Your message is too short
Your message is spammy
» »

Senate summons JAMB registrar over admission policy








•Saraki

The Senate Tuesday mandated its committee on
Education to invite the leadership of the Joint
Admissions and Matriculation Board (JAMB) over
its controversial admission policy.

The upper chamber also asked the examination
body to increase the validity of its results from one
to three years to reduce the number of yearly
applicants.

It asked its committee on Education to inquire into
the circumstances surrounding the new policy
including all allegations of favouritism as well as to
review the power of JAMB in relation to admission.

It urged JAMB to consult widely with Parents
Teachers Association, Academic Staff Union of
Universities and other stakeholders in the
education sector with a view to coming up with a
friendlier, holistic, comprehensive and sustainable
admission policy.

This followed the adoption of a motion on “JAMB’s
new admission policy” sponsored by Senator
Joshua Lidani (Gombe South) and seven others.

Lidani in his lead debate reminded the Senate that
JAMB is a Board created by an Act of the National
Assembly in 1989 to administer a centralized
admission system for universities, polytechnics
and colleges of education in the country.

He noted that by Section 5(1) (C) 111 of the JAMB’s
Act 2004, the functions of the Board among other
things, is the general control of the conduct of
matriculation examinations for admission into all
universities, polytechnics and colleges of education
and also include the placement of suitable qualified
candidates in the tertiary institutions having taken
into account, the preferences expressed of
otherwise indicated by candidates for certain
tertiary institutions and courses.

The lawmaker said that he is aware that JAMB at its
Combined Policy Meeting held on July 14, 2015 in
Abuja, announced the adoption of a policy whereby
candidates of universities with surplus applicants
for the Unified Tertiary Matriculation Examination
(UTME) are reassigned to other universities with
lower number of candidates than their capacities.

Lidani said that he is concerned that following the
announcement of the new policy, the Board was
faced with a series of massive protest by parents,
candidates and some Organizations of Tutorial
School Operators of Nigeria over the JAMB new
admission policy.

The lawmaker also said that the new policy runs
contrary to the letters and spirit of Section 5(1) (C)
111 of the JAMB Act which requires the Board to
take into account preferences of the candidates in
their choices of schools.

He noted “the confusion surrounding the directive
that only candidates whose name are forwarded to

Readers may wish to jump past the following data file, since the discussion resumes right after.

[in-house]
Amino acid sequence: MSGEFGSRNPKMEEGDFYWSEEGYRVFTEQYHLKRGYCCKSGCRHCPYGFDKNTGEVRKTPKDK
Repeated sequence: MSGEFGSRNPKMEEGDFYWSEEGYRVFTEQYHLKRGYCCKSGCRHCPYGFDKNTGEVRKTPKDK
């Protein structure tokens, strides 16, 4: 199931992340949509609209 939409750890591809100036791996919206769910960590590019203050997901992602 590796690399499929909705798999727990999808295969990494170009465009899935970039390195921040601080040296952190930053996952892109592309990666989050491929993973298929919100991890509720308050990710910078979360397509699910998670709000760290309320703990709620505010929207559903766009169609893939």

the university by JAMB are eligible for post UTME
screening and others would have to go back to
JAMB website to find out their new institutions.”

Lidani said that he is worried that although the
Federal Ministry of Education has suspended the
implementation of the policy, “it is observed that
JAMB is still going ahead with the implementation
thus creating more hardship for parents and
uncertainty in the education sector.”

He added that more worrisome is the fact that
some of the candidates are posted to private
universities whose fees are beyond the means of
the student parents or guardians and in some
cases students are posted to universities located
far away from their places of abode thus placing
additional financial burden on their parents.

Senator Uche Ekwunife (Anambra Central) who
seconded the motion in her contribution asked the
Senate to prevail on JAMB to stop its policy
inconsistency.

Senator Mohammed Danjuma Goje (Gombe
Central) wondered why a single body should be
responsible for admission into all the universities,
polytechnics and colleges of education in the
country.

Senator Sam Egwu said that improving facilities in
the universities to accommodate more students is
the only way out.

Senator Ben Murray-Bruce said the problem is the
question of supply and demand.

He noted that while demand kept on increasing
yearly, supply is limited.

The lawmaker said that five per cent of the
country’s annual budget should be set aside for the
education sector.

Senate President, Abubakar Bukola Saraki thanked
the movers of the motion.

Saraki noted that a lot of important issues were
raised in the course of the debate that required to
be addressed by the Education Committee.

He reiterated that the committee should invite the
leadership of JAMB to respond to issues raised.










Related Article


Posted By Bobricky On 10:23 Tue, 24 Nov 2015

Comments:0 || Views:

Comment
Name







.....................

Please LOGIN or REGISTER To Gain Full Access To This Article